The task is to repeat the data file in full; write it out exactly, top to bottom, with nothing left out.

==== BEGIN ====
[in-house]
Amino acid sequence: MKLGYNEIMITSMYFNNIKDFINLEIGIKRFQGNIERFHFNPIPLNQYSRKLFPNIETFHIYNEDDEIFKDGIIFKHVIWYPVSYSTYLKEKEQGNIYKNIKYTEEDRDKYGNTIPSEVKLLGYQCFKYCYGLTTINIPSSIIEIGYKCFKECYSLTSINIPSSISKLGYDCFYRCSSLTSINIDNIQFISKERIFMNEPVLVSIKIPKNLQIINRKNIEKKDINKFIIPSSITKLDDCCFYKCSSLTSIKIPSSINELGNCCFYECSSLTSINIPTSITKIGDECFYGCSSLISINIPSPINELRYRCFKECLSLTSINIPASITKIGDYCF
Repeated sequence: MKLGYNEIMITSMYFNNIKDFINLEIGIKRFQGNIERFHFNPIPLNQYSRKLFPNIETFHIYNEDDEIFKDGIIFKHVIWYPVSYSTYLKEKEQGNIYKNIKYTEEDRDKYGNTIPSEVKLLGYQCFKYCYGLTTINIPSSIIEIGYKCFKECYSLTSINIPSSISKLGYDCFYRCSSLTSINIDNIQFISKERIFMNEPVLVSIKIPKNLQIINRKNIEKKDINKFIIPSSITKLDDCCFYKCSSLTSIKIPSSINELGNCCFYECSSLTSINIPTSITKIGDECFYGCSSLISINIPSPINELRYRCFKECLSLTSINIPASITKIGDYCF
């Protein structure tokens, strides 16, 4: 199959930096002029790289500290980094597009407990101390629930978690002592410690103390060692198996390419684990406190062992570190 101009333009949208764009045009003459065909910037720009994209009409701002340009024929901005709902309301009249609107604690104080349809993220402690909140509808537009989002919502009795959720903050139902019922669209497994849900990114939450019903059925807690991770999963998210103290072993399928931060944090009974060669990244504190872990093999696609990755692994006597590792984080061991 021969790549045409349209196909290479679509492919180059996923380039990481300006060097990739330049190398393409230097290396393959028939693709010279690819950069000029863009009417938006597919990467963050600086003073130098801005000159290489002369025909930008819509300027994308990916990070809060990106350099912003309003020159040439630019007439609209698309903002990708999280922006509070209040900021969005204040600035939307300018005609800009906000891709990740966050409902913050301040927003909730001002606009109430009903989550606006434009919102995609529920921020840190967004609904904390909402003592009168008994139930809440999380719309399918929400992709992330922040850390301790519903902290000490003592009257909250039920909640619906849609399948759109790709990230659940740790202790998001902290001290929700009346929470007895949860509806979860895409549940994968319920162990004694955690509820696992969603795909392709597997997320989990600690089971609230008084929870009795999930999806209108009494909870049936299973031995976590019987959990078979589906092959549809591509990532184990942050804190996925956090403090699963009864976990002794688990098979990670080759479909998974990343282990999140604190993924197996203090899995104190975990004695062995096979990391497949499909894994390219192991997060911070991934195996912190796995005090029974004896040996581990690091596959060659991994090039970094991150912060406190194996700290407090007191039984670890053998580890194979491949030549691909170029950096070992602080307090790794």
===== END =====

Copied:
[in-house]
Amino acid sequence: MKLGYNEIMITSMYFNNIKDFINLEIGIKRFQGNIERFHFNPIPLNQYSRKLFPNIETFHIYNEDDEIFKDGIIFKHVIWYPVSYSTYLKEKEQGNIYKNIKYTEEDRDKYGNTIPSEVKLLGYQCFKYCYGLTTINIPSSIIEIGYKCFKECYSLTSINIPSSISKLGYDCFYRCSSLTSINIDNIQFISKERIFMNEPVLVSIKIPKNLQIINRKNIEKKDINKFIIPSSITKLDDCCFYKCSSLTSIKIPSSINELGNCCFYECSSLTSINIPTSITKIGDECFYGCSSLISINIPSPINELRYRCFKECLSLTSINIPASITKIGDYCF
Repeated sequence: MKLGYNEIMITSMYFNNIKDFINLEIGIKRFQGNIERFHFNPIPLNQYSRKLFPNIETFHIYNEDDEIFKDGIIFKHVIWYPVSYSTYLKEKEQGNIYKNIKYTEEDRDKYGNTIPSEVKLLGYQCFKYCYGLTTINIPSSIIEIGYKCFKECYSLTSINIPSSISKLGYDCFYRCSSLTSINIDNIQFISKERIFMNEPVLVSIKIPKNLQIINRKNIEKKDINKFIIPSSITKLDDCCFYKCSSLTSIKIPSSINELGNCCFYECSSLTSINIPTSITKIGDECFYGCSSLISINIPSPINELRYRCFKECLSLTSINIPASITKIGDYCF
């Protein structure tokens, strides 16, 4: 199959930096002029790289500290980094597009407990101390629930978690002592410690103390060692198996390419684990406190062992570190 101009333009949208764009045009003459065909910037720009994209009409701002340009024929901005709902309301009249609107604690104080349809993220402690909140509808537009989002919502009795959720903050139902019922669209497994849900990114939450019903059925807690991770999963998210103290072993399928931060944090009974060669990244504190872990093999696609990755692994006597590792984080061991 021969790549045409349209196909290479679509492919180059996923380039990481300006060097990739330049190398393409230097290396393959028939693709010279690819950069000029863009009417938006597919990467963050600086003073130098801005000159290489002369025909930008819509300027994308990916990070809060990106350099912003309003020159040439630019007439609209698309903002990708999280922006509070209040900021969005204040600035939307300018005609800009906000891709990740966050409902913050301040927003909730001002606009109430009903989550606006434009919102995609529920921020840190967004609904904390909402003592009168008994139930809440999380719309399918929400992709992330922040850390301790519903902290000490003592009257909250039920909640619906849609399948759109790709990230659940740790202790998001902290001290929700009346929470007895949860509806979860895409549940994968319920162990004694955690509820696992969603795909392709597997997320989990600690089971609230008084929870009795999930999806209108009494909870049936299973031995976590019987959990078979589906092959549809591509990532184990942050804190996925956090403090699963009864976990002794688990098979990670080759479909998974990343282990999140604190993924197996203090899995104190975990004695062995096979990391497949499909894994390219192991997060911070991934195996912190796995005090029974004896040996581990690091596959060659991994090039970094991150912060406190194996700290407090007191039984670890053998580890194979491949030549691909170029950096070992602080307090790794």